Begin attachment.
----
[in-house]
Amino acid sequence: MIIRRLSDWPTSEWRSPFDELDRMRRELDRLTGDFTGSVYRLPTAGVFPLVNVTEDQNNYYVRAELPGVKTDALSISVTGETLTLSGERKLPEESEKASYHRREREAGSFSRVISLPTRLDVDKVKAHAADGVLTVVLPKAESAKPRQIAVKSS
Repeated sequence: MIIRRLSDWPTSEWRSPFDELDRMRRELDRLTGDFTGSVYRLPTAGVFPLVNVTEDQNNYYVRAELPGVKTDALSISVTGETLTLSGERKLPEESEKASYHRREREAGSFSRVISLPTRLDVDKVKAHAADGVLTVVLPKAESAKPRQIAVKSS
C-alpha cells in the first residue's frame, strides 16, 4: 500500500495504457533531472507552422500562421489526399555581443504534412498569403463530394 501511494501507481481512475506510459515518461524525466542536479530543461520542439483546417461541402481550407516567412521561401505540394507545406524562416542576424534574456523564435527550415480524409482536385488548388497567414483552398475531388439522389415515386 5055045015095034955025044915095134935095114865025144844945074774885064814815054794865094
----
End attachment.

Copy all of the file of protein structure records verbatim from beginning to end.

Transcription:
[in-house]
Amino acid sequence: MIIRRLSDWPTSEWRSPFDELDRMRRELDRLTGDFTGSVYRLPTAGVFPLVNVTEDQNNYYVRAELPGVKTDALSISVTGETLTLSGERKLPEESEKASYHRREREAGSFSRVISLPTRLDVDKVKAHAADGVLTVVLPKAESAKPRQIAVKSS
Repeated sequence: MIIRRLSDWPTSEWRSPFDELDRMRRELDRLTGDFTGSVYRLPTAGVFPLVNVTEDQNNYYVRAELPGVKTDALSISVTGETLTLSGERKLPEESEKASYHRREREAGSFSRVISLPTRLDVDKVKAHAADGVLTVVLPKAESAKPRQIAVKSS
C-alpha cells in the first residue's frame, strides 16, 4: 500500500495504457533531472507552422500562421489526399555581443504534412498569403463530394 501511494501507481481512475506510459515518461524525466542536479530543461520542439483546417461541402481550407516567412521561401505540394507545406524562416542576424534574456523564435527550415480524409482536385488548388497567414483552398475531388439522389415515386 5055045015095034955025044915095134935095114865025144844945074774885064814815054794865094